What drives me? Finding intersections between the AA/NHPI community and AT&T/corporations for potential areas of alignment. Most of the time, diverse communities or nonprofit organizations rarely align with corporations. I always enjoy trying to find areas where the two elements can share space looking for opportunities to expand it.

What kind of impact do you hope to make in California’s diverse communities? Why is this work so important to you?

California is a majority minority state; it’s a melting pot of different communities — people of different backgrounds and cultures. California’s diversity is one of the reasons why it is the fifth largest economy in the world. That diversity is why California is a beacon of hope for people around the world and it’s why people want to live here. What I want to do is lean in on that diversity because California is a state where we celebrate our diversity, whereas other states only tolerate it. The impact I want to make is to continue to highlight California’s diversity and use it to further expand opportunities for California’s residents and to demonstrate to the U.S. the positive power that diversity has on our society.

As a child, I had a lot of help when I came to this country; there were many people that helped me and my mom, adjust to living in the U.S. I want to be able to help new immigrants and minorities just as I was helped. People come to the U.S. thinking of the American Dream, and I want to help these groups achieve their American Dream. My goal is not about cutting up a pie into smaller pieces or getting a larger piece of the pie, it’s about making a bigger pie so that everyone can get more. That’s the impact I want to make.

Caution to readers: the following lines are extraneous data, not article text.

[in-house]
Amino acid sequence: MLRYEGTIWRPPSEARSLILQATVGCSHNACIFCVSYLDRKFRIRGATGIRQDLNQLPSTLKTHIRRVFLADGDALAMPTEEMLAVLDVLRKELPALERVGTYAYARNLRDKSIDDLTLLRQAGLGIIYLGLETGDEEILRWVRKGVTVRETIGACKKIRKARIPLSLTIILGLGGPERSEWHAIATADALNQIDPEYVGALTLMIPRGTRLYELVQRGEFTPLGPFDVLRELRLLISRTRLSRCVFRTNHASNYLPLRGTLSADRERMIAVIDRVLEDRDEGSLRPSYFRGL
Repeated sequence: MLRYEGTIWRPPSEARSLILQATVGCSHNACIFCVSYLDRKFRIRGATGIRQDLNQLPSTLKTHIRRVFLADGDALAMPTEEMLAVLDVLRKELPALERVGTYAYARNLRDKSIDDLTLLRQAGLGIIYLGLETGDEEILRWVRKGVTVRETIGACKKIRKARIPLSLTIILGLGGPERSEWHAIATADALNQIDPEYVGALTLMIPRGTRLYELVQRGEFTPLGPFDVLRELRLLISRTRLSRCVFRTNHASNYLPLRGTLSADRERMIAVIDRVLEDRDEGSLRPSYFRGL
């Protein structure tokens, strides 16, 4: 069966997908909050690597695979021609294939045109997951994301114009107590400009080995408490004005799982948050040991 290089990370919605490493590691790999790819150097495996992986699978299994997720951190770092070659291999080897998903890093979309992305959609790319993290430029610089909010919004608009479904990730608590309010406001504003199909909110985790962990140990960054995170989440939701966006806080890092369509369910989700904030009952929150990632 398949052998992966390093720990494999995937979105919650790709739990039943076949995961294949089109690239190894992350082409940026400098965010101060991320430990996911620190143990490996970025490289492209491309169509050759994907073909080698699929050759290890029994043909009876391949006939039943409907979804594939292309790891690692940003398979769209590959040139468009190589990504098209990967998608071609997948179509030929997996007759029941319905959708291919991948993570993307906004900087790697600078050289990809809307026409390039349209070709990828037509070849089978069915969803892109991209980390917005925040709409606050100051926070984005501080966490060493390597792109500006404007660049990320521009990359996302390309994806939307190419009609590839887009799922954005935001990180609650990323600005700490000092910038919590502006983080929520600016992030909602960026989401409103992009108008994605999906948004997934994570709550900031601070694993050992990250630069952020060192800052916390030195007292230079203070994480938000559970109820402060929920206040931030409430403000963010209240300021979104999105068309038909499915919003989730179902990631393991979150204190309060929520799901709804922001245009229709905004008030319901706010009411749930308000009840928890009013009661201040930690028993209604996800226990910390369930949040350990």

What is some key advice that has helped you throughout your career?

There's a saying, "A rising tide lifts all boats.” One of the key pieces of advice that I’ve received is that a lot of people have helped me get to where I am, and I should continue that cycle as I move forward. Secretary Norm Mineta used to describe the concept of a ladder, where you use one arm to pull yourself up, and use your other arm to pull up others. Over the years, I’ve received help from countless people, and I’m so grateful for the opportunities that have risen because other people believed in me. Now I’m in a position where I can give back to those that are in my shoes from my past experiences, so I do my best to bring them along whenever I can.

The other piece of advice is that participation is important. You must speak up, otherwise you won’t been seen. It can be hard to find your voice, especially when you feel like you’re the only person like you in the room, and it can be easy to fall prey to imposter syndrome, to feel like you don’t belong — but you can’t let that thought process take over. You were invited to the space, and you need to take that opportunity to shine. Whenever you’re in that situation, you need to remember that you’re speaking not just for yourself, but you’re speaking for your community, so you should never shy away from an opportunity to do just that.

Learn more about CalAsian's Board of Directors here